Runner’s Knee

Runner’s Knee

Runner’s knee is also known as Patellofemoral pain syndrome, or runner’s knee, is one of the most common types of injuries occurring in professional or amateur runners, accounting for 20% of all types of injuries.

The symptoms of runner’s knee start with mild pain under your kneecap while you are running. In the early stages, pain stops as soon as you stop running, so many people do not seeking medical help at once. However, if left untreated, the pain will increase in severity and will continue to affect you even after you have stopped running.

Recognising and Correcting Running Form Mistakes

The good news is that treatment for runner’s knee is simple, non-invasive and you can do it at home with minimum medical supervision. However, the most severe cases, left untreated for a long time, may require surgery. This should be a powerful enough reason not to ignore pain in your knee while you are running, and seek the doctor’s advice as soon as possible.

This being said, the usual path to recovery from runner’s knee looks like this:

First Stage: 2-3 Days of Complete Rest

You should avoid all types of effort and putting your body weight on the injured leg.

Runner’s knee is not only painful, it also causes swelling and inflammation in your knee,

so you should apply ice packs for 20-30 minutes every four hours.

It is also useful to find a pillow on which you can rest your injured knee in an elevated position. This will improve blood flow through the leg and help reduce swelling. During this period, you should keep your movements to a minimum and use crutches when you have to walk, so that you spare the injured knee all kinds of efforts.

Second Stage: First Light Exercises

There is no specific timeline for the recovery from runner’s knee, except for your doctor’s recommendations. However, as soon as you are cleared to start walking and applying some weight on the knee, you should do so wearing an elastic bandage to offer as much support to your knee as possible.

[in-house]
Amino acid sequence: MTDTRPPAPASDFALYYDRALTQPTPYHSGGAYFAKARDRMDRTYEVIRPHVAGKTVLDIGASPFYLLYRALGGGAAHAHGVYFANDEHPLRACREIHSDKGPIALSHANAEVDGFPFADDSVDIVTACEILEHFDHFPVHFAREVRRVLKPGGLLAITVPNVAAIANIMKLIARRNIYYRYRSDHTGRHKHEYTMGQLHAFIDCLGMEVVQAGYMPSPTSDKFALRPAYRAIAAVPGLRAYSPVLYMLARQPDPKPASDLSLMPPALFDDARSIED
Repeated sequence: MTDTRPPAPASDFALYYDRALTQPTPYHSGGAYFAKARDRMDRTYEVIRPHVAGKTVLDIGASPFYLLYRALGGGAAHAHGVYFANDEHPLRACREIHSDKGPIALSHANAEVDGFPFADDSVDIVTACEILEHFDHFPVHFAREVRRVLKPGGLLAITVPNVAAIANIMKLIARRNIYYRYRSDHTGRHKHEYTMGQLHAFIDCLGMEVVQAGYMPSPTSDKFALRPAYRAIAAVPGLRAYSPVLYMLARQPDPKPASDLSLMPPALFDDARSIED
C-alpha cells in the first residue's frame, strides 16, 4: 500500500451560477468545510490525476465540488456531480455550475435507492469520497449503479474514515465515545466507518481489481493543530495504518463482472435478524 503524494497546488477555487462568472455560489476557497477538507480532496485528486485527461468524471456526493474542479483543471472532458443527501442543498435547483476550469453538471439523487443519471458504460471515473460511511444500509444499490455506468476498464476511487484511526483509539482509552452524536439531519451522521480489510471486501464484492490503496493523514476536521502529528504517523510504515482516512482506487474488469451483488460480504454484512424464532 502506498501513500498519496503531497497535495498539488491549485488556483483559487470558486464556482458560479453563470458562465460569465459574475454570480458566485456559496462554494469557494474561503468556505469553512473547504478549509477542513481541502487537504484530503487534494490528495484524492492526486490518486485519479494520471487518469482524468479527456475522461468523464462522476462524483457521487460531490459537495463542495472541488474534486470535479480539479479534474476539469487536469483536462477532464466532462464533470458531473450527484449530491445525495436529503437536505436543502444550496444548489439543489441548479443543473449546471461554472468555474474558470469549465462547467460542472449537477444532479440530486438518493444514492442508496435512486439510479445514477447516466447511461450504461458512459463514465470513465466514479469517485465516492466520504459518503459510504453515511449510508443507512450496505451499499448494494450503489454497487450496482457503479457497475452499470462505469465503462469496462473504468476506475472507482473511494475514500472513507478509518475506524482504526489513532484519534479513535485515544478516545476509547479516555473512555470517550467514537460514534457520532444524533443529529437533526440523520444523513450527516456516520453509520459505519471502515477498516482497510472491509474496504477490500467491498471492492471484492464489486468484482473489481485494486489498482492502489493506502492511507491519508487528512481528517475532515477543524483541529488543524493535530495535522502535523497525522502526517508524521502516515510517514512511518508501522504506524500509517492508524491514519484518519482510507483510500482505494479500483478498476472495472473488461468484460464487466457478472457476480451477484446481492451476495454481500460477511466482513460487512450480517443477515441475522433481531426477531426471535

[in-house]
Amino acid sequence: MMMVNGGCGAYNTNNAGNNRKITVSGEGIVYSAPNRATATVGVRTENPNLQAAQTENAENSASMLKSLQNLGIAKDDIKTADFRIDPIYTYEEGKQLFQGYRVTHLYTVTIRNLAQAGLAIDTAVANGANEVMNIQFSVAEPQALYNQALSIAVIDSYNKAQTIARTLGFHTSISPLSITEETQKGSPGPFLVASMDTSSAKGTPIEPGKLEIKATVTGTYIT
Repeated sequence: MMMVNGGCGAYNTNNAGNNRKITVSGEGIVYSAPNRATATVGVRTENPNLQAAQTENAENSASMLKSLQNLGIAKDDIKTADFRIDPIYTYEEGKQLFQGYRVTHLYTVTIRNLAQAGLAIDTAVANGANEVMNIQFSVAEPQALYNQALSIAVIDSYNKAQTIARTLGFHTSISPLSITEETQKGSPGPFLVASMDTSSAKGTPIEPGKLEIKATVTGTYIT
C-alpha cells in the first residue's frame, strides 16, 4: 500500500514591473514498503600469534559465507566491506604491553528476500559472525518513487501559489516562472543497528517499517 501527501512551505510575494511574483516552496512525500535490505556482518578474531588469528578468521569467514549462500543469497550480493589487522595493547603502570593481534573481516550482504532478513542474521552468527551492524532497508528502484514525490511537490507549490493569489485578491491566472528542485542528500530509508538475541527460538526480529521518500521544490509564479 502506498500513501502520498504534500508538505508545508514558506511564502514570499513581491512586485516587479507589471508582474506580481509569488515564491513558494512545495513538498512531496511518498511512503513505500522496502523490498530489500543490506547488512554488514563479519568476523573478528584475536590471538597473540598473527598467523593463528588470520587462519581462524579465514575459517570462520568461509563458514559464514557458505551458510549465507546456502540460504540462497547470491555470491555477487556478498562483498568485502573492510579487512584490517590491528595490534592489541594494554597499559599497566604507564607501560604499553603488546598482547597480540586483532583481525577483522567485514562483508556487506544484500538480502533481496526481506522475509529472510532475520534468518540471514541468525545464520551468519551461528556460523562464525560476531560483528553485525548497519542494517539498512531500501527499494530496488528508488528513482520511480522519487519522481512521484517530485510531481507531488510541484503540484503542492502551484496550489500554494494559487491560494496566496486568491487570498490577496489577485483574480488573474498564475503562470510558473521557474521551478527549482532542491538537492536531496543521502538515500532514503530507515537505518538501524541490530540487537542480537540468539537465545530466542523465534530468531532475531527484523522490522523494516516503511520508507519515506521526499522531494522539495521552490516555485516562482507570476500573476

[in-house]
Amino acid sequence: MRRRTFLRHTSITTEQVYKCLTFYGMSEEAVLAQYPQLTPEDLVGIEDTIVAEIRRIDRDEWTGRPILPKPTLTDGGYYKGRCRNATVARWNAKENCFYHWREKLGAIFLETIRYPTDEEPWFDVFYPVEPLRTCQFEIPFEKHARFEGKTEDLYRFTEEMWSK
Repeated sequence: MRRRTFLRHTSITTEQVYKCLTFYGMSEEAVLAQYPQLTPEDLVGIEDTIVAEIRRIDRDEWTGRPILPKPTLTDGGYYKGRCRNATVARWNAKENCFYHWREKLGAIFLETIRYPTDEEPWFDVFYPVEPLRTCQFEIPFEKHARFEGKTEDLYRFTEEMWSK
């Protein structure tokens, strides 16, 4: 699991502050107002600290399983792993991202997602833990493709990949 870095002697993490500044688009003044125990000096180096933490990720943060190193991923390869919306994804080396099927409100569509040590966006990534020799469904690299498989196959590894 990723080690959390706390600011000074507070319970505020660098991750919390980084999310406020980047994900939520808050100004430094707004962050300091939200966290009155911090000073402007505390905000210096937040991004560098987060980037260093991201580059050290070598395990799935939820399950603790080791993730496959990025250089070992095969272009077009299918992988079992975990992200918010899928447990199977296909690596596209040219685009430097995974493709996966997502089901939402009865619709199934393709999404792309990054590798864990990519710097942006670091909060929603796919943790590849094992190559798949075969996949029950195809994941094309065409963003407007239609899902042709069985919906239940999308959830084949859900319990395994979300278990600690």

In parallel, your doctor may prescribe certain anti-inflammatory and pain relief medication of the non-steroidal type. This medication should be taken strictly according to the doctor’s prescription, because its side effects include bleeding and occurrence of ulcers.

Third Stage: Mobility and Strength Exercises

Once you can take off the elastic bandage, you should start a routine of specific exercises to regain mobility and strength. Stretching exercises are extremely effective and recommended by all physical therapists.

In parallel, you may use arch support for your foot, to correct your walking posture. Arch supports, or orthotics, are inserted in your shoes and offer firm support to your soles. They can be bought online or from shops, or they can be made bespoke; before you decide, ask your doctor or Physiotherapist about this. 

Complete Recovery

Just as with every other stage of runner’s knee treatment, you should ask your doctor before returning to your regular running routine. In general, you are completely cured when you feel absolutely no pain in your knee during walking and exercising, when you can fully bend and extend your knee with no pain and you can place as much body weight on it as you can on the healthy knee. It can be tricky and tough to come back from Runner’s Knee patellofemoral pain syndrome, but we are here to help. 


In conclusion, the runner’s knee is a frequent occurrence in runners, which can be treated very easily and without complex medical procedures if you seek medical advice as soon as you notice its first symptoms. So if you feel pain in your knee under your kneecap, even at bearable levels, do not ignore it. The sooner you act, the faster your recovery will be.

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